Heel bursitis is a painful condition that affects the bursa located between your heel bone and Achilles tendon. It can affect your ability to move your foot or ankle. Physical therapy or surgery can effectively treat heel bursitis.
A bursa is a small, slippery sac in your body that’s filled with fluid. Bursae (plural form of bursa) act as a cushion and lubricant. They protect bones from rubbing or sliding against tendons, muscles or skin.
There’s a bursa behind both of your ankles near your heel bone (calcaneus). It’s located in the space between your heel bone and your Achilles tendon. It’s called the retrocalcaneal (behind the heel) bursa.
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It most frequently affects people who overuse their ankles without proper conditioning. A sudden increase in walking, running or jumping can cause heel bursitis.
It is important to wear proper footwear, especially when practicing a sport or exercising. Tight-fitting shoes can cause heel bursitis.
Heel bursitis can also affect those who have other disorders, including:
Heel bursitis is a common condition. It frequently occurs in athletes who run a lot. It also affects athletes who perform repetitive foot and ankle movements, like dancing.
Heel bursitis can be painful. If you have heel bursitis, it can be difficult to make certain movements. Walking, running and jumping may be painful.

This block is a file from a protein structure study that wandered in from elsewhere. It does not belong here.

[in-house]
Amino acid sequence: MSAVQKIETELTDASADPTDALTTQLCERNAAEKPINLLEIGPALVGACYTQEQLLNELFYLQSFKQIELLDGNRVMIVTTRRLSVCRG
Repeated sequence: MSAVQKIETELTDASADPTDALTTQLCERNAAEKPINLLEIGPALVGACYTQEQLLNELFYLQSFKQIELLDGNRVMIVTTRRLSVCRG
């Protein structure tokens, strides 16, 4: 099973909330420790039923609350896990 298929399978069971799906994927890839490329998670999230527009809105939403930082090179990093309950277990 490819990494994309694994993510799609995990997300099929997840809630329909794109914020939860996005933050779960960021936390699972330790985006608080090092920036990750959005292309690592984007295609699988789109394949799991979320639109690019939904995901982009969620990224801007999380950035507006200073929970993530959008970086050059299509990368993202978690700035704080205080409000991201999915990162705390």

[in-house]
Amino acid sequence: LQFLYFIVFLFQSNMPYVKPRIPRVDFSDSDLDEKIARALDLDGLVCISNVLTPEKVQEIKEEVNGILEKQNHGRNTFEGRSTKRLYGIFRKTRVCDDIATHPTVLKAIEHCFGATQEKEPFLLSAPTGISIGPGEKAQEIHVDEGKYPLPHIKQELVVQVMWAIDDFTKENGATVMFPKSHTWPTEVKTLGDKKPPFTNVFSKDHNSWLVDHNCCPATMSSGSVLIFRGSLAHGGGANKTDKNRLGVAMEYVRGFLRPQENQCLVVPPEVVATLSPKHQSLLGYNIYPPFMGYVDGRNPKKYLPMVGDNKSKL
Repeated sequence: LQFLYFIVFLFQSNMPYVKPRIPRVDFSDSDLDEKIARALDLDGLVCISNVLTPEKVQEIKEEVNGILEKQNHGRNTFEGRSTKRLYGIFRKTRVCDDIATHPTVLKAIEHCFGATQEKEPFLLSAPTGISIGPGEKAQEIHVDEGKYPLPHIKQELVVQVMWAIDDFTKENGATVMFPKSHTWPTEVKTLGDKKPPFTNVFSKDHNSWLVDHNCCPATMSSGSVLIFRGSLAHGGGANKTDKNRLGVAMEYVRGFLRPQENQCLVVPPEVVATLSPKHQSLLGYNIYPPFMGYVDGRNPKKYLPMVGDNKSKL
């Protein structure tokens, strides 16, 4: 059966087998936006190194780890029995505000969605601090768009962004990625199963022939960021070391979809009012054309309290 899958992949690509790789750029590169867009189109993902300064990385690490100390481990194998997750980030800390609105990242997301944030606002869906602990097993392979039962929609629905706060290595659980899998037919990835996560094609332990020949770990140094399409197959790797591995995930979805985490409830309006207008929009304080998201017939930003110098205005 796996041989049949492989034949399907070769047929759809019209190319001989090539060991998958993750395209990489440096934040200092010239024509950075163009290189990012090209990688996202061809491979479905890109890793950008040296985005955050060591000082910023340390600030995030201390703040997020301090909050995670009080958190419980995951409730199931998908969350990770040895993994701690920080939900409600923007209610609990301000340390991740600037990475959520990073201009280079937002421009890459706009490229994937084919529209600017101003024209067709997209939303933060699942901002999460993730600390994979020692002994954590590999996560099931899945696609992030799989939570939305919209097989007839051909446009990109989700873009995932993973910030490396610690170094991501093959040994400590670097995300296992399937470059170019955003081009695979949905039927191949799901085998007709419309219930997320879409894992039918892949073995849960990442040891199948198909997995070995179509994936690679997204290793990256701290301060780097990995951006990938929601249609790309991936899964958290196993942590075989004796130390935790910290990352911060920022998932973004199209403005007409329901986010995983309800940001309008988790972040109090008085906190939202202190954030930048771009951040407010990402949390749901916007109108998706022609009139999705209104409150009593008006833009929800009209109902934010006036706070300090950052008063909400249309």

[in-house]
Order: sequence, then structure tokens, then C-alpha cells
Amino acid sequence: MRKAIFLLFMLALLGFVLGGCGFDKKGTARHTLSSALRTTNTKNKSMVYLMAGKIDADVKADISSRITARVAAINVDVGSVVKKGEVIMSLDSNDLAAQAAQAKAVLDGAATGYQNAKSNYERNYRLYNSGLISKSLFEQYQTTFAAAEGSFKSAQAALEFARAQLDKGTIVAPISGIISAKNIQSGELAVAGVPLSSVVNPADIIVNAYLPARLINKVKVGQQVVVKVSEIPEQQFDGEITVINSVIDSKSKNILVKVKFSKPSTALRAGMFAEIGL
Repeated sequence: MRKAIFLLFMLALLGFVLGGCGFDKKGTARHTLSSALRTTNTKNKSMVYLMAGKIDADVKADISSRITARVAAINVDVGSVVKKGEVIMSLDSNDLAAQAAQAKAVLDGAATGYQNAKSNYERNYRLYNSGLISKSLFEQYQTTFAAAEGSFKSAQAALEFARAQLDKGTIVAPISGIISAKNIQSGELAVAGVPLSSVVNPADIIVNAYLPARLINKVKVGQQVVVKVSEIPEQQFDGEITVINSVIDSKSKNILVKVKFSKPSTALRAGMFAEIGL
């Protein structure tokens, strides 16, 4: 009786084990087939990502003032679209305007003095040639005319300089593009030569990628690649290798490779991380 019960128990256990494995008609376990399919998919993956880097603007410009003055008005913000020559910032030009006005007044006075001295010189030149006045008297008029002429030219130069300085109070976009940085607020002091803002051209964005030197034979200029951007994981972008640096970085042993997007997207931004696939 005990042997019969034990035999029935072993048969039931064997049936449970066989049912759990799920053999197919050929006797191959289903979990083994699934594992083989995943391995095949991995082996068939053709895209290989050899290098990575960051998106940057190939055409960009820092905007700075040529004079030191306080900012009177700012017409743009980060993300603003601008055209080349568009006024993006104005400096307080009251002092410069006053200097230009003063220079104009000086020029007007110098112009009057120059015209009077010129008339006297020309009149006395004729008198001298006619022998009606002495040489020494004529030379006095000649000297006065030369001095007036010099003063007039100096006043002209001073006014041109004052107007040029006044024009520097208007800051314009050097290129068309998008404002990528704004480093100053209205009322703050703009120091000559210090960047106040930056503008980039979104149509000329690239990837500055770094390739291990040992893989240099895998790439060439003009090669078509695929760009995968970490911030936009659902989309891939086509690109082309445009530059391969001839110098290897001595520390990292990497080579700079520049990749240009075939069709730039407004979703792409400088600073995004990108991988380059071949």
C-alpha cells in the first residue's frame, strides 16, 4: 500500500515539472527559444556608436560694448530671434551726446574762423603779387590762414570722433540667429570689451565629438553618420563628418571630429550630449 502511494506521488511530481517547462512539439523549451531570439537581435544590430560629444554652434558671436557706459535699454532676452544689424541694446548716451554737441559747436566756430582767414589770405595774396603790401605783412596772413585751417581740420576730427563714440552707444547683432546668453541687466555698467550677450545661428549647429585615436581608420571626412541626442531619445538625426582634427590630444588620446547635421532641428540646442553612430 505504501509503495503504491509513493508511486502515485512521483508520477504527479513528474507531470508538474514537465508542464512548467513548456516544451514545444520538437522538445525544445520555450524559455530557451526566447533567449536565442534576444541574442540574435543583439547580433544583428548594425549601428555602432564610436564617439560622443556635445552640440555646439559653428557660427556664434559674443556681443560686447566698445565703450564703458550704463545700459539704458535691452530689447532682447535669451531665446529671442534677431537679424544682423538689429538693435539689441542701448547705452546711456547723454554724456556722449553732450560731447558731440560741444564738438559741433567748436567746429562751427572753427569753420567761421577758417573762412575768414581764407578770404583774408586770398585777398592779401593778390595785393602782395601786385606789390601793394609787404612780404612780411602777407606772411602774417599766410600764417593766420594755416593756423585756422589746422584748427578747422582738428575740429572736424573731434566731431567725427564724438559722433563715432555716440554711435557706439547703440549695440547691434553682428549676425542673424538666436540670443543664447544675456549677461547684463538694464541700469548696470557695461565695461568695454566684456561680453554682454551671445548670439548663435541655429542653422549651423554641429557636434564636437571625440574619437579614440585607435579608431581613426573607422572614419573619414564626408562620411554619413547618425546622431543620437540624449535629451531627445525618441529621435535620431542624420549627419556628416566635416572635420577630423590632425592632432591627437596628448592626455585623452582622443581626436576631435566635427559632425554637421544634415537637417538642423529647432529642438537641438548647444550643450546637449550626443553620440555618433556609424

Symptoms of heel bursitis may include:
Heel bursitis has many causes:
Heel bursitis is not contagious. In rare cases, a bacterial infection can cause heel bursitis. But this infection isn’t passed from person to person. It typically happens when Staphylococcus(staph) bacteria enters the body from a cut near your foot. It is important to wash small open wounds with clean running water and soap. Then, use a cotton swab to apply a small amount of petroleum jelly (Vaseline™) or skin care ointment (Aquaphor™) over the wound, and cover it with an adhesive bandage to prevent dirt or bacteria from entering the area.
Before examining your foot, your healthcare provider may ask several questions, including:
Your healthcare provider will examine your foot. They will:
If your healthcare provider suspects that you have a bacterial infection, they may:
Imaging tests can help your healthcare provider confirm heel bursitis. They may include:
Heel bursitis treatment depends on what’s causing your pain. Treatment may include:
You can relieve pain and inflammation with:
In most cases, you should feel better after several weeks of proper treatment.
You can reduce your risk of developing heel bursitis by:
With proper diagnosis and treatment, the outlook for people with heel bursitis is good. Most people feel better after two to three weeks of home treatment. More serious cases may take six to 12 months.
A note from Cleveland Clinic
Heel bursitis is a common injury in athletes, active people and people who stand a lot. If you have pain in or around your heel, talk to your healthcare provider. Rest, stretching and strengthening exercises may reduce pain in your foot and ankle. If conservative treatment doesn’t provide relief or if heel pain develops at the same as a fever or chills, talk to your healthcare provider.
Last reviewed by a Cleveland Clinic medical professional on 08/17/2021.
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